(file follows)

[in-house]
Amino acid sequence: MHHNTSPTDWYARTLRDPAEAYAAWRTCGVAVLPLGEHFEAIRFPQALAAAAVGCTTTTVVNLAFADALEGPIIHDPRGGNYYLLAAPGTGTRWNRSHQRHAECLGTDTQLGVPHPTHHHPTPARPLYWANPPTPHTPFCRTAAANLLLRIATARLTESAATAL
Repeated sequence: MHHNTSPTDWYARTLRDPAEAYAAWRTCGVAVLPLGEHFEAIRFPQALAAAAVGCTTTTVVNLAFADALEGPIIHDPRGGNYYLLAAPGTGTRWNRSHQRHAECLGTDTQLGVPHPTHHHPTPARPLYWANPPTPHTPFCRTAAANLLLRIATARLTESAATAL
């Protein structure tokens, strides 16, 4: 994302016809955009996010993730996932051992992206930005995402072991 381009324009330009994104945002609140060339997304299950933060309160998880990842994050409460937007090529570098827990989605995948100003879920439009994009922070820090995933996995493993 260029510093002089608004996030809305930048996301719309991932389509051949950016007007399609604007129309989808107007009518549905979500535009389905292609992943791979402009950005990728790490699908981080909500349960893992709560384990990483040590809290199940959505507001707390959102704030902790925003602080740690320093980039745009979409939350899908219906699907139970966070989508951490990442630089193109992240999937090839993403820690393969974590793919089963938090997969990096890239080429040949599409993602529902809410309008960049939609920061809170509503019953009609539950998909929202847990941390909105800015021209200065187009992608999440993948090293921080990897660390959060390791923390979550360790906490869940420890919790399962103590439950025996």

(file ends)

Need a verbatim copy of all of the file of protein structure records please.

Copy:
[in-house]
Amino acid sequence: MHHNTSPTDWYARTLRDPAEAYAAWRTCGVAVLPLGEHFEAIRFPQALAAAAVGCTTTTVVNLAFADALEGPIIHDPRGGNYYLLAAPGTGTRWNRSHQRHAECLGTDTQLGVPHPTHHHPTPARPLYWANPPTPHTPFCRTAAANLLLRIATARLTESAATAL
Repeated sequence: MHHNTSPTDWYARTLRDPAEAYAAWRTCGVAVLPLGEHFEAIRFPQALAAAAVGCTTTTVVNLAFADALEGPIIHDPRGGNYYLLAAPGTGTRWNRSHQRHAECLGTDTQLGVPHPTHHHPTPARPLYWANPPTPHTPFCRTAAANLLLRIATARLTESAATAL
């Protein structure tokens, strides 16, 4: 994302016809955009996010993730996932051992992206930005995402072991 381009324009330009994104945002609140060339997304299950933060309160998880990842994050409460937007090529570098827990989605995948100003879920439009994009922070820090995933996995493993 260029510093002089608004996030809305930048996301719309991932389509051949950016007007399609604007129309989808107007009518549905979500535009389905292609992943791979402009950005990728790490699908981080909500349960893992709560384990990483040590809290199940959505507001707390959102704030902790925003602080740690320093980039745009979409939350899908219906699907139970966070989508951490990442630089193109992240999937090839993403820690393969974590793919089963938090997969990096890239080429040949599409993602529902809410309008960049939609920061809170509503019953009609539950998909929202847990941390909105800015021209200065187009992608999440993948090293921080990897660390959060390791923390979550360790906490869940420890919790399962103590439950025996």